This study sought to explain the mediating role of SOC between workplace violence and burnout among Chinese nurses based on the stress system model. Our study showed that workplace violence not only has direct effects on burnout but also has indirect effects on burnout via SOC. The results are similar to those of previous studies [24, 26] that showed that SOC is a partial mediator of the relationships between work-related violence and various stress reactions [26]. According to transactional models of stress [60, 61], the outcome of a stressful transaction is mediated by the individual’s appraisal and coping. Exposure to violence at work is a potent psychosocial stressor, and SOC plays an important role in coping with stressors [26]. Nurses with high-level SOC possess a greater capacity to face stressful situations and mobilize available resources, both their own and those of their workplace [62]. This could have repercussions in terms of greater dedication, greater vigour and, ultimately, less burnout. A previous study showed that the SOC can affect medical professionals’ burnout, and the influence of the “meaningfulness” dimension is most significant [63]. When medical professionals feel their work is meaningless or when they feel they have no confidence or do not want to invest energy and responsibility to deal with stressors at work, burnout will appear or increase [63]. Similarly, another study showed that SOC can prevent burnout and that “manageability” and “meaningfulness” can alleviate burnout [25]. Consequently, individual differences in how nurses perceive and cope with workplace violence may partly explain why some nurses develop severe burnout following exposure to workplace violence while others seem to be relatively unaffected. The pressure produced by work does not directly lead to nurses’ burnout but is caused by the imbalance in the adjustment of nurses’ internal resources like resilience [19, 64]. SOC can be used as effective psychological capital to help nurses cope with burnout from work.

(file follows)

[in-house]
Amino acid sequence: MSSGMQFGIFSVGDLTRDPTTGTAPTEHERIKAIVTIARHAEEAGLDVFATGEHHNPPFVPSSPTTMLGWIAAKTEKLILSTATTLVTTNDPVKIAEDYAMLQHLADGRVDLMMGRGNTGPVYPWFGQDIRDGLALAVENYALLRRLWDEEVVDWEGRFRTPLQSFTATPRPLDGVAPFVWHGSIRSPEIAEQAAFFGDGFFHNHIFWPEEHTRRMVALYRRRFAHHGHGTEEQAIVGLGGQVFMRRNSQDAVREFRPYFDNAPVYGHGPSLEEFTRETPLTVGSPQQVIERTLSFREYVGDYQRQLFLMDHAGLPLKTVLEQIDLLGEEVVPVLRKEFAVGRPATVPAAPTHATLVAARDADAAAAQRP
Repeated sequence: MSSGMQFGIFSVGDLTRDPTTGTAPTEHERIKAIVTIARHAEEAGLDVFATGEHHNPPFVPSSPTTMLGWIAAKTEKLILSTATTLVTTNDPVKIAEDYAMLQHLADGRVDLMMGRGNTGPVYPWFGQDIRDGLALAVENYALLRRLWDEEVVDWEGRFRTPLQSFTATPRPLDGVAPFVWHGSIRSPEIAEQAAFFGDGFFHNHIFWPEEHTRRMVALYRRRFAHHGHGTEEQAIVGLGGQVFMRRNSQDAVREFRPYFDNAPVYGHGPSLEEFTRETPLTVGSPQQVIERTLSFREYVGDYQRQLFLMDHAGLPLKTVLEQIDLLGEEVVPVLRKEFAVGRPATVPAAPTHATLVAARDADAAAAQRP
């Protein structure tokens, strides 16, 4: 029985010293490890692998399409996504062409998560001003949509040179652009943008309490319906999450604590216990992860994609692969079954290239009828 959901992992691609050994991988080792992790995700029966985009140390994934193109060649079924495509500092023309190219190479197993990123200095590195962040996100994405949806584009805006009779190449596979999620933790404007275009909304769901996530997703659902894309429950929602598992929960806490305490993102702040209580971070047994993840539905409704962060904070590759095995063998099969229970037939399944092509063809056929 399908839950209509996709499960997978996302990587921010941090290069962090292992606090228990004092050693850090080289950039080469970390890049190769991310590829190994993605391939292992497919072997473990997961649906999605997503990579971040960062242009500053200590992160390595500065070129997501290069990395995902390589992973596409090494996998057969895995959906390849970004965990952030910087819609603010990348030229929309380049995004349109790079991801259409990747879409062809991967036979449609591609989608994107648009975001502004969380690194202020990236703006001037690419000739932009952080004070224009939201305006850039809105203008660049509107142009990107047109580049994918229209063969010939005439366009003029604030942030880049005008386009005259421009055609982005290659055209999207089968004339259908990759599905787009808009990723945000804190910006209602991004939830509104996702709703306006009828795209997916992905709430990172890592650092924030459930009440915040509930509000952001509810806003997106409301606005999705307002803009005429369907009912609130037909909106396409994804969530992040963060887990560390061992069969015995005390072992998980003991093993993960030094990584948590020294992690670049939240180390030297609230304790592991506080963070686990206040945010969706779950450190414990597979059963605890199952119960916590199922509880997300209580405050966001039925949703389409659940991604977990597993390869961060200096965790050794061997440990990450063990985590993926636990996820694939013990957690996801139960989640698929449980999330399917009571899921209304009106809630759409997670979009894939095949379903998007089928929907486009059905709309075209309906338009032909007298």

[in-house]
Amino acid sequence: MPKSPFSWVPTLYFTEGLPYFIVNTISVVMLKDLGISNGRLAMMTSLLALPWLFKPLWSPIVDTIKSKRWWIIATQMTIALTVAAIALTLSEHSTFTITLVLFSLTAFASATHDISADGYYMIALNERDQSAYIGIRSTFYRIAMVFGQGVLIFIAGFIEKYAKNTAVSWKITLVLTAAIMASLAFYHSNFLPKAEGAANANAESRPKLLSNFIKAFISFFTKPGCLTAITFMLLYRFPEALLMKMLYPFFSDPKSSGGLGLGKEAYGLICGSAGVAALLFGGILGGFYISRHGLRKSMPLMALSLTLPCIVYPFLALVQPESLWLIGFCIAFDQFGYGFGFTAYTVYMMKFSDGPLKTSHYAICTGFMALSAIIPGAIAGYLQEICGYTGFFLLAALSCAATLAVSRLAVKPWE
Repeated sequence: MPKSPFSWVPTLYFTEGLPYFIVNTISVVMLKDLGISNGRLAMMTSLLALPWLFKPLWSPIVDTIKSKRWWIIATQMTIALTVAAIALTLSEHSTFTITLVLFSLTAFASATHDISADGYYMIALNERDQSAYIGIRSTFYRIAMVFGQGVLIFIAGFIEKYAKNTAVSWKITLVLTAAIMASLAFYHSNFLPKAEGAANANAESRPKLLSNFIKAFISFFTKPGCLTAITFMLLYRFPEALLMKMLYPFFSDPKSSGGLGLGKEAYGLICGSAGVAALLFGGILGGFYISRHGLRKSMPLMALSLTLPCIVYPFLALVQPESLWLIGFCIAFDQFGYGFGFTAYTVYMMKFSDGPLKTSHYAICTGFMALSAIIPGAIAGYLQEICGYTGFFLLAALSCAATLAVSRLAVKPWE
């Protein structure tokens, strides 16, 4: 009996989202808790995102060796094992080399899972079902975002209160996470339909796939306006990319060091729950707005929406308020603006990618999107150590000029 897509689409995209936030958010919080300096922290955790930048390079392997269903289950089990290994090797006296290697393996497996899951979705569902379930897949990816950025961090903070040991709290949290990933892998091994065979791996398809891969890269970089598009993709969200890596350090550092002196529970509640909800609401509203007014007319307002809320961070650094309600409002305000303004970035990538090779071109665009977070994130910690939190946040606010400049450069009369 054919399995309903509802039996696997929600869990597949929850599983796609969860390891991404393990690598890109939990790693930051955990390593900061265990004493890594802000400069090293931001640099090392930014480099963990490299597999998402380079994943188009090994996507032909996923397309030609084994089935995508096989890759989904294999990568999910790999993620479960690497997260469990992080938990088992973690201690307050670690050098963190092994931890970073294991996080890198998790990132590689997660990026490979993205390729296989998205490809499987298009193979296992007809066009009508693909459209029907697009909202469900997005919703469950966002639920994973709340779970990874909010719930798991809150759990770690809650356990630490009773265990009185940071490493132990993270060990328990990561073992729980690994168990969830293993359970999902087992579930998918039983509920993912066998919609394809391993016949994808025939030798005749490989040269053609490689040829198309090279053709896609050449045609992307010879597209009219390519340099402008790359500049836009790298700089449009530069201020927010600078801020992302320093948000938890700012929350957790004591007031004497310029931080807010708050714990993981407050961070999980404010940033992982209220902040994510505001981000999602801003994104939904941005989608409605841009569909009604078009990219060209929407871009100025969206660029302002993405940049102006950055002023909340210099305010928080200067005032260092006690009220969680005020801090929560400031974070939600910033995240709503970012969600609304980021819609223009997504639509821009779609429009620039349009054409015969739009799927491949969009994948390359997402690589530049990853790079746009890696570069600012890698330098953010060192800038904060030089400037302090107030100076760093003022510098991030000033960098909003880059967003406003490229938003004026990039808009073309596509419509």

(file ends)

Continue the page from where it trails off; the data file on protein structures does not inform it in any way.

There are some limitations in this study. First, this was a cross-sectional study. It will be necessary to design a longitudinal study to test the dynamic relationship. Second, the proportion of male nurses in the study was low. It is difficult to reflect gender differences in workplace violence. Future research should focus on the occurrence of male nurses in workplace violence by randomized sampling. Third, workplace violence from internal organizations was not included in the study. Future research should include internal organizations. Fourth, many individuals may seek psychotherapeutic support, or in some cases, counseling at multiple levels during the period. This information was unavailable, it could influence the characteristics of the respondents to the questionnaire. Despite its limits, the present research also has strengths. A major strength is that we found that the prevalence of workplace violence was still high among Chinese nurses during the COVID-19 pandemic. The literature highlights the important role of SOC in the relationship between workplace violence and burnout among Chinese nurses. In addition to conventional psychological intervention strategies to reduce burnout caused by workplace violence, nursing managers should pay more attention to the SOC of nurses. A study has shown that nurses’ SOC levels can increase with increasing cognitive behaviour [65]. Therefore, nursing managers can adopt cognitive behavioural interventions based on psychological rewards to improve nurses’ SOC to mitigate the negative impact of workplace violence [66]. In addition, SOC is an internal motivating factor for the development of individual mental health and a lasting and stable internal force. Nursing educators should integrate SOC in the teaching process in a coherent and understandable way to encourage nursing students to establish internal psychological capital so that they can better cope with complex challenges in their future work and life. For policy-makers, a series of care and supervision mechanisms should be established to ensure better implementation of measures to promote nurses’ mental health.